03.21.2017 Break in Raised Tread on Curiosity Wheel
03.17.2017 COBALT/JPL team
03.09.2017 Back-to-Back Martian Dust Storms
02.27.2017 Swirling Dust in Gale Crater, Mars, Sol 1613
02.27.2017 Dust Devil Passes Near Martian Sand Dune
02.27.2017 Sand Moving Under Curiosity, One Day to Next
02.08.2017 Mars Reconnaissance Orbiter Observes Changes
01.26.2017 Mono Lake
01.25.2017 'Wing' Dike of Hardened Lava in New Mexico
01.25.2017 Blade-Like Martian Walls Outline Polygons
01.23.2017 Spirit And Opportunity By The Numbers
01.10.2017 Mars 2020 Rover - Artist's Concept
01.06.2017 Earth and Its Moon, as Seen From Mars
12.13.2016 Now and Long Ago at Gale Crater, Mars
12.13.2016 Where's Boron? Mars Rover Detects It
11.15.2016 Schiaparelli Impact Site on Mars, Stereo
11.03.2016 Schiaparelli Impact Site on Mars, in Color
10.17.2016 MAVEN Captures Rapid Cloud Formation
10.17.2016 Mars' Nightside Atmosphere
10.17.2016 Ultraviolet Image Near Mars' South Pole
10.17.2016 Ultraviolet Mars Reveals Cloud Formation
10.05.2016 Dust Haze Hiding the Martian Surface in 2001
10.04.2016 Test of Lander Vision System for Mars 2020
10.03.2016 A Sharpened Ultraviolet View of Mars
10.03.2016 Curiosity Self-Portrait at 'Murray Buttes'
10.03.2016 Butte 'M9a' in 'Murray Buttes' on Mars
09.19.2016 Ribbon Cutting
09.09.2016 Farewell to Murray Buttes (Image 5)
09.09.2016 Farewell to Murray Buttes (Image 4)
09.09.2016 Farewell to Murray Buttes (Image 3)
09.09.2016 Farewell to Murray Buttes (Image 2)
09.09.2016 Farewell to Murray Buttes (Image 1)
08.26.2016 Out-of-this-World Records
08.04.2016 Mars Rover Is New Social Media Game
08.04.2016 Mars Rover Social Media Game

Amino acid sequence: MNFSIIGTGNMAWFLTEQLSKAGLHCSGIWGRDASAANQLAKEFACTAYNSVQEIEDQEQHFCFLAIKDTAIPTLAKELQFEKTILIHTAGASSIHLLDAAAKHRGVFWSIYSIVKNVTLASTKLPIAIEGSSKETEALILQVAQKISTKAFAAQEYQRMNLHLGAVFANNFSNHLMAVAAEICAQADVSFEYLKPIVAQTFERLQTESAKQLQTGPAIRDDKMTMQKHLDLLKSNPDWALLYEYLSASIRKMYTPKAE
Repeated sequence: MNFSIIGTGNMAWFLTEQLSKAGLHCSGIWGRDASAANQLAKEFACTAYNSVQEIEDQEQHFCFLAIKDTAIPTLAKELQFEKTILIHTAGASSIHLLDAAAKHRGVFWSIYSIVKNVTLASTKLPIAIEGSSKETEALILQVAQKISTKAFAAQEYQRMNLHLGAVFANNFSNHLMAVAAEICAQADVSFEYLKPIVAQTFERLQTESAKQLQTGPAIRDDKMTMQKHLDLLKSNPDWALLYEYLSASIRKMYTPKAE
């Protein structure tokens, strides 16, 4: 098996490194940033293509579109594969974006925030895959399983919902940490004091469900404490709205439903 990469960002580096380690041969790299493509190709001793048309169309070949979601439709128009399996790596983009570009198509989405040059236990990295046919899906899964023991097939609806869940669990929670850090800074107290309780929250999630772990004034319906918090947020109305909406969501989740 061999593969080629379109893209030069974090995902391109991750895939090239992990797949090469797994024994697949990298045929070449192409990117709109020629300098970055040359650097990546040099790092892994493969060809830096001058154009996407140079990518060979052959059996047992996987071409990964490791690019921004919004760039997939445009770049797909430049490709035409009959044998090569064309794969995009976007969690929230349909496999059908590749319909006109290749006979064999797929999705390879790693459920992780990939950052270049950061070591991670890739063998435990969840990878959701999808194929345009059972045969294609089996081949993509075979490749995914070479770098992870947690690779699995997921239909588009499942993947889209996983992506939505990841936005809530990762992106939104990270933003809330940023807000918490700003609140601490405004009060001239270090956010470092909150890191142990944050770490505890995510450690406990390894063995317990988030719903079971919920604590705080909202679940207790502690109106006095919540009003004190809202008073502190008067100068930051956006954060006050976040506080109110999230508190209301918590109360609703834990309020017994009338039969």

08.02.2016 Artist Concept for RIMFAX
Camera on Curiosity's Arm as Seen by Camera on MastThe left eye of the Mast Camera (Mastcam) on NASA's Mars rover Curiosity took this image of the camera on the rover's arm, the Mars Hand Lens Imager (MAHLI), during the 30th Martian day, or sol, of the rover's mission on Mars (Sept. 5, 2012). MAHLI is one of the tools on a turret at the end of the rover's robotic arm. When this image was taken, the arm had raised the turret to about the same height as the camera on the mast. The Mastcam's left eye has a 34-millimeter focal length lens.
The image shows that MAHLI has a thin film or coating of Martian dust on it. This dust accumulated during Curiosity's final descent to the Martian surface, as the Mars Science Laboratory spacecraft's descent stage (or sky crane) engines were disrupting the surface nearby.
Effects of the dust were seen in the first image taken of Mars by MAHLI, on the day after landing (http://photojournal.jpl.nasa.gov/catalog/PIA15691). The MAHLI lens is protected from dust accumulation by a transparent dust cover. If the dust cover were clean, the images would appear as clear as if the cover were open.
The reddish circle near the center of the Mastcam Sol 30 image is the window of MAHLI's dust cover, with a diameter a little less than a soda can's diameter. Inside the lens, each of the nine glass lens elements and the front sapphire window are bonded or cemented in place by a red-colored silicone RTV (room temperature vulcanizing) material. This is a space-qualified "glue" that holds the lens elements in place. When the MAHLI is viewed from certain angles, this material gives one the impression that the inside of the lens is red.
The mechanism at the right in this image is Curiosity's dust removal tool, a motorized wire brush.
Image credit: NASA/JPL-Caltech/MSSS
Image Credit: NASA/JPL-Caltech/MSSS